Nowhere else is the impact of central banks more evident than the total decoupling of global stock markets from global economic developments.
However, Bloomberg reports that as money managers attempt to diversify away from what they all know will not end well, Credit Suisse warns the overwhelming flow from central bank interventions "are driving everything" pushing their so-called cross-market contagion indicator to levels more worrisome than anytime since 2008's Lehman-inspired financial crisis.
Massive central bank stimulus with below zero rates and quantitative easing has led to increasingly dysfunctional markets, with even the negative correlation between stocks and bonds breaking down. As we have noted previously, they are now largely moving in the same direction as markets have become more driven by central banks, leaving investors with no place to hide.
And as Bloomberg notes, the Credit Suisse data, which tracks price relationships in equities, credit, currencies and commodities, shows that different markets are influencing each other in 2016 at a higher rate that any time since the measure was invented in 2008. The indicator assesses how much movements in one market are statistically explained by movements in another.
The data illustrate the interconnections among global markets and may reflect the growing impact of central bank policy on prices. An increase in correlations is fodder for skeptics who look at declining U.S. earnings and rising valuations and argue that the only explanation for record highs in U.S. stocks this summer is Federal Reserve policy.
“Rates are driving everything,” Mark Connors, Credit Suisse’s global head of risk advisory in New York, said by phone. “At a minimum you have to be aware of the influence of central banks. What’s moving the market is people’s demand for yield and return. Fundamental analysis doesn’t explain the movement higher from here.”
Credit Suisse keeps track of the performance of various assets through 21 exchange-traded funds and employs a model called principal component analysis to define the degree to which markets are influencing each other. Its contagion index reached a record 75 percent in late June after the U.K. decision to exit the European Union.
While the gauge has since slipped, it’s still averaged 65 percent this year, climbing for a second year after bottoming at 57 percent in 2014. Treasury and investment-grade bonds, securities mostly sensitive to fluctuations in interest rates, have been the highest-influence asset classes in 2016.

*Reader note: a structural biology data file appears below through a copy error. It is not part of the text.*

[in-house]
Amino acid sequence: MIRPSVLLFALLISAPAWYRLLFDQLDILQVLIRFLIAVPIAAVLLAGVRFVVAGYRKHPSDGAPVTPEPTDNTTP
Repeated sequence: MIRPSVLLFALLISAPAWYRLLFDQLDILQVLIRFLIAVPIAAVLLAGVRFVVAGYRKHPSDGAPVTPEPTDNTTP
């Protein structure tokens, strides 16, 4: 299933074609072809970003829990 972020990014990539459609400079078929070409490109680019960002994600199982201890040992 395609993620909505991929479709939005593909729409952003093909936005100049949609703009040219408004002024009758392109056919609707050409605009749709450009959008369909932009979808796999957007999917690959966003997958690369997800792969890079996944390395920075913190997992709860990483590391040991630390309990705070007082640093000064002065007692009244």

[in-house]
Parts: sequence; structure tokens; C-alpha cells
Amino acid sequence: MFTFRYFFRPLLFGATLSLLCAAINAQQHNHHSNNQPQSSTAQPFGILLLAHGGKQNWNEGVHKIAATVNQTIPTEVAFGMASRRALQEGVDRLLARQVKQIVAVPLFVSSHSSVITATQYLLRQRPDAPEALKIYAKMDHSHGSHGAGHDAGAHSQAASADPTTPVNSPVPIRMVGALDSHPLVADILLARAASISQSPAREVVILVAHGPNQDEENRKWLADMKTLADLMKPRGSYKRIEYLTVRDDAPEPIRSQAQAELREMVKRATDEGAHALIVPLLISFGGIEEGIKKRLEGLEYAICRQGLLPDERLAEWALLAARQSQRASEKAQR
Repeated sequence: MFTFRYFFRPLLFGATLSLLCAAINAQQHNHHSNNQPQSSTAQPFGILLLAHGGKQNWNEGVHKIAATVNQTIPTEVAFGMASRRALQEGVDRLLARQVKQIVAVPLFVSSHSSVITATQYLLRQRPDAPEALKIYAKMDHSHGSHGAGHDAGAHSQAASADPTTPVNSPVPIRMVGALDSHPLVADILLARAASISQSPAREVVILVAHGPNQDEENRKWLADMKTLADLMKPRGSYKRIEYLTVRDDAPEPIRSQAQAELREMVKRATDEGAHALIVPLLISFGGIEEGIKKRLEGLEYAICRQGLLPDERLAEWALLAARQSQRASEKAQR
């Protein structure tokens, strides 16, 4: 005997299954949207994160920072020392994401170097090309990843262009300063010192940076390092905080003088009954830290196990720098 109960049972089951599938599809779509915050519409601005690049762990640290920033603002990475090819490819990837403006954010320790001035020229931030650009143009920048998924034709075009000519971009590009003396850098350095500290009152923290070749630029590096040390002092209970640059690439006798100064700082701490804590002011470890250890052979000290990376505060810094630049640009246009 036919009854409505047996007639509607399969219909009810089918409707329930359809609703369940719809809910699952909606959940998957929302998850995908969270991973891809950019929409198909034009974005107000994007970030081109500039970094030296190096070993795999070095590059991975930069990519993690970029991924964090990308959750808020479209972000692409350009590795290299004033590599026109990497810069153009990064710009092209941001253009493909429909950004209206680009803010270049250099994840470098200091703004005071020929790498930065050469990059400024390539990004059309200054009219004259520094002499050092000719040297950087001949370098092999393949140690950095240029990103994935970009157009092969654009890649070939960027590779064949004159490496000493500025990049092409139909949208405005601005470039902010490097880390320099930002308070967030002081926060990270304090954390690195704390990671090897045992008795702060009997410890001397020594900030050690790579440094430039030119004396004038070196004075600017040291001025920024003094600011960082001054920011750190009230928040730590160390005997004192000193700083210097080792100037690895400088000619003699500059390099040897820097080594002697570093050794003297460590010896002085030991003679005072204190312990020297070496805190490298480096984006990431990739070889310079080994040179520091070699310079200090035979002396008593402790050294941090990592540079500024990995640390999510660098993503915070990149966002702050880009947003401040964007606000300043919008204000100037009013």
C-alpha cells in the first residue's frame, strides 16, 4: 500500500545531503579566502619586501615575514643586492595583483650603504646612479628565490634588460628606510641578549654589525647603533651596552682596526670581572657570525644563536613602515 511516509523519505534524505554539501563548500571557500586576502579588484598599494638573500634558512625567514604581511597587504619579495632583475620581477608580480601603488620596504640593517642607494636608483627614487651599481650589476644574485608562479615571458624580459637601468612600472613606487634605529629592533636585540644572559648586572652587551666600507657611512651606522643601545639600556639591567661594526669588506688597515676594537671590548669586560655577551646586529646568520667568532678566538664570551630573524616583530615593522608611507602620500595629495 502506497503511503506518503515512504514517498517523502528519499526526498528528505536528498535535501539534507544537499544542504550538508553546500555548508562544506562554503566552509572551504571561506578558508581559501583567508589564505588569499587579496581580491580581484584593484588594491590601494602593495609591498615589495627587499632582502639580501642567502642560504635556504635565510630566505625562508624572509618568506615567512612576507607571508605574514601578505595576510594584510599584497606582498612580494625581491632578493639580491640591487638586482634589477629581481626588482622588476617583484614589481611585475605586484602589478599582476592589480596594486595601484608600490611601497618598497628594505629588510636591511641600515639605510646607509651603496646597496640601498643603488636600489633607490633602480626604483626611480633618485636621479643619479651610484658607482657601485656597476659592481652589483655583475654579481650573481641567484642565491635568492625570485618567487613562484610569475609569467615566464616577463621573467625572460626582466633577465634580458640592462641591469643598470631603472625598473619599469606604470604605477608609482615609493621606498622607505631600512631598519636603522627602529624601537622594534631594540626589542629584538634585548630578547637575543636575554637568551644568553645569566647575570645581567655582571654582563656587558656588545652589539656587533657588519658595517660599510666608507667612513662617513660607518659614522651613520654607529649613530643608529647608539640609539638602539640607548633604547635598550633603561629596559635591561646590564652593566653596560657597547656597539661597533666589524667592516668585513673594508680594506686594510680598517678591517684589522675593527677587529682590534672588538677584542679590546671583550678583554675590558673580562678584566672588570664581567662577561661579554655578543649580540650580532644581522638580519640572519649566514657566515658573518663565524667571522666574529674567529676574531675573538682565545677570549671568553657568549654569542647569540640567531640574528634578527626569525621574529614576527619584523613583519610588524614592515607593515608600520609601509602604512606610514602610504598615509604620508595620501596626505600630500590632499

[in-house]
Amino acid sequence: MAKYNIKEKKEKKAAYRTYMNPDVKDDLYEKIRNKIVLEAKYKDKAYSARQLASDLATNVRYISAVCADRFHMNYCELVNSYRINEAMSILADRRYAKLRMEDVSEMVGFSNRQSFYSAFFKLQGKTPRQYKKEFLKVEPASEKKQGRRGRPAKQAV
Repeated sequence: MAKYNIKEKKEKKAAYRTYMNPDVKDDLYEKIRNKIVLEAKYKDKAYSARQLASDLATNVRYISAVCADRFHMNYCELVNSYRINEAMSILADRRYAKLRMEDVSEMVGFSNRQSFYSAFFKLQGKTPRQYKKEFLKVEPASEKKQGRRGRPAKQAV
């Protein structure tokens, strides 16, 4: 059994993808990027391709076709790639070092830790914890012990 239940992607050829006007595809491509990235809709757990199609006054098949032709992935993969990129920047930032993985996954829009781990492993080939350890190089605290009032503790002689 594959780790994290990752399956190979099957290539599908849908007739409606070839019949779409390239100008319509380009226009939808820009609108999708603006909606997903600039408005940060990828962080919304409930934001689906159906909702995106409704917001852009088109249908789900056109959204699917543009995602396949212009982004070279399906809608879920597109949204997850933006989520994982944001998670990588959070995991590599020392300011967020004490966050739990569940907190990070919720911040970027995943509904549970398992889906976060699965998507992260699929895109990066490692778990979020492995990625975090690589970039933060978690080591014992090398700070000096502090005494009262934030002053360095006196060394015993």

The elevated level of cross-asset correlations highlights the danger of simultaneous selloffs should central banks tighten. But what’s more troubling is the potential for violent swings in the inter-market relationship that could make it harder for quantitative funds to adjust, according to Marko Kolanovic, the New York-based head of global quantitative and derivative strategy at JPMorgan... (as we detailed previously)
As market volatility plummeted, investors added to option protection and moved (struck) it closer to current price level. The market would need to move only 1-2% lower for option hedging to push volatility higher (as opposed to suppressing it, which was the case past 2 months). Given the low levels of volatility, leverage in systematic strategies such as Volatility Targeting and Risk Parity is now near all-time highs. The same is true for CTA funds who run near-record levels of equity exposure. Our estimate of equity exposure for these strategies is shown in Figure 1.
Record leverage in these strategies and option hedging could push the market lower and volatility higher, if there is an initial catalyst to increase volatility. In fact, we may not even need a specific catalyst, apart from the seasonal increase in market volatility which is typical for September and October. Figure 2 above shows that equity volatility tends to increase by ~20-30% in September and October (September also tends to be the worst performing month, with an average -1% return). This seasonality is also present after removing prominent outliers (e.g. 2001, 2008, 2011, and 2015). When it comes to deleveraging of systematic strategies, even this seasonal increase in realized volatility would produce outflows of ~$100bn, which could push the market lower.
It seems that equity long-short investors are already anticipating a potential weak September, as their equity exposure (equity beta) declined over the past month. The low exposure of long-short hedge funds, and the fact that equity momentum would only turn fully negative below ~2000 on the S&P 500, are the only two positives we see for the market going into September.
So what is Marko's recommendation for those who wish to avoid what may be another significant spike in volatility?
Clients who want to hedge levels of cross-asset correlation can invest in gold – over the past 10 years, gold returns were ~45% correlated to changes in cross-asset correlation (Figure 3).